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Triffin v. Eagle Systems

March 31, 2010


On appeal from the Superior Court of New Jersey, Law Division, Special Civil Part, Middlesex County, Docket No. DC-9785-05.

Per curiam.


Argued March 8, 2010

Before Judges Lisa and Baxter.

Plaintiff, Robert J. Triffin, appeals from the June 27, 2008 order of the Special Civil Part denying his motion to reinstate his complaint, and the August 8, 2008 order denying his motion for reconsideration. Plaintiff's complaint was dismissed because he failed to appear at trial. Plaintiff contends he never received notice of the trial, as a result of which the complaint should not have been dismissed and his motion to reinstate it should have been granted. We reject plaintiff's argument and affirm.

Plaintiff initiated this action on July 11, 2005 against the issuer of a check, Eagle Systems, Inc. (Eagle) and the payee, Marcello A. Barbosa (Barbosa). Eagle had issued the check to Barbosa in the amount of $1924.74. For reasons not important to the appeal, Eagle issued a new check to Barbosa on February 22, 2005 in the amount of $1724.74, and it stopped payment on the previously issued check which the new one replaced. Barbosa cashed the original check with Express Check Cashing, Inc. on March 1, 2005. Upon presentment of the check, it was dishonored on that date as a "Payment Stopped" item. On June 24, 2005, Express Check Cashing, Inc. executed an assignment of the dishonored check to plaintiff, who then initiated this action pursuant to N.J.S.A. 12A:3-414 and -415 of the Uniform Commercial Code.

On September 22, 2005, Eagle filed an answer. However, on October 5, 2005, the clerk of the Middlesex County Special Civil Part rejected the answer for some technical deficiency. Eagle apparently corrected the deficiency but, according to plaintiff, failed to serve him with the corrected answer that was filed with the court.

Plaintiff subsequently filed a request to enter default judgment, supported by his certification, and on December 6, 2005, the court entered judgment by default against Eagle in the amount of $2058.86. On April 23, 2008, the court ordered that the entry of judgment against Eagle be vacated based upon the court's determination that the judgment had been improvidently granted because defendant failed to appear for trial, which had been scheduled on November 14, 2005.

On May 5, 2008, plaintiff filed a motion to reinstate the complaint. In his moving papers, plaintiff certified that "a review of plaintiff's file shows that this court failed to send plaintiff notice of the trial call for this matter." Eagle's opposition was supported by a certification of a vice-president of the company that it had received postcard notification of the trial date on October 17, 2005, scheduling the trial for November 28, 2005 at 9:00 a.m., and that "[w]e were prepared and ready to defend this claim at that time." At the hearing on the motion on June 27, 2008, two attorneys appeared on behalf of Eagle. One of them advised the court that "Eagle Systems showed up [and] I was one of them" who was present, but "the plaintiff never showed up." Co-counsel then commented that as a result the complaint was dismissed.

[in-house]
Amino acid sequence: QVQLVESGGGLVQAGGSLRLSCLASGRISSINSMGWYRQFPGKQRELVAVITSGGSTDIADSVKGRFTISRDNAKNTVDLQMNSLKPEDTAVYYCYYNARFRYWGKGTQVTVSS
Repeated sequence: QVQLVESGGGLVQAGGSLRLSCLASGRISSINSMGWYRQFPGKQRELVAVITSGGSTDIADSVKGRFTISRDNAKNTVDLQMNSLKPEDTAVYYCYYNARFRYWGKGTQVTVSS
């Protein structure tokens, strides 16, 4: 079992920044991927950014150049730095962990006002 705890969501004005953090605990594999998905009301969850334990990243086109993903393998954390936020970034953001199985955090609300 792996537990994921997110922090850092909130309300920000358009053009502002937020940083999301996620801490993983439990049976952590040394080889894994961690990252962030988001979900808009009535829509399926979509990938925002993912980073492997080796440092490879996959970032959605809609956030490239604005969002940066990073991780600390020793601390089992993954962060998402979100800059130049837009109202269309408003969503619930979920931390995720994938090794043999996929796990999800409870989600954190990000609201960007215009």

At the hearing, referring to the court file, the judge said:

Well, Mr. Triffin, quite frankly, the -- the Court records show that notice was sent to all parties for the trial and there is no -- and they have your -- they have your address on file. You've been in this courtroom many times. And there is no basis for this Court to find that there was excusable neglect for failure to appear at the trial and therefore, the motion is denied.

The judge accordingly entered the order of June 27, 2008 denying plaintiff's motion to reinstate the complaint.

Plaintiff moved for a reconsideration. In his supporting certification, he expanded somewhat on his assertion that he had not received trial notice, stating that "[a] search of plaintiff's file for this archived case shows that plaintiff did not receive a trial notice for any of the defendants in this case." In an opposing certification, the same vice-president of Eagle reiterated that Eagle had received the postcard notification and "[w]e were prepared and ready to defend this claim at the given trial date." After hearing oral argument on August 8, 2008, the judge was satisfied that nothing new had been presented and he accordingly entered an order on that date denying plaintiff's reconsideration motion. This appeal followed.

Upon appellate review, "[a] trial court's interpretation of the law and the legal consequences that flow from established facts are not entitled to any special deference." Manalapan Realty, L.P. v. Twp. Comm., 140 N.J. 366, 378 (1995). However, factual findings by the trial court are considered binding "when supported by adequate, substantial and credible evidence." Rova Farms Resort, Inc. v. Investors Ins. Co. of Am., 65 N.J. 474, 484 (1974). Discretionary decisions are reviewed under an "abuse of discretion" standard, which questions whether a decision was "made without a rational explanation, inexplicably departed from establish policies, or rested on an impermissible basis," and whether the decision was "arbitrary, capricious, whimsical, or manifestly unreasonable." Flagg v. Essex County Prosecutor, 171 N.J. 561, 571 (2002). To this end, an abuse of discretion is shown "if the discretionary act ...

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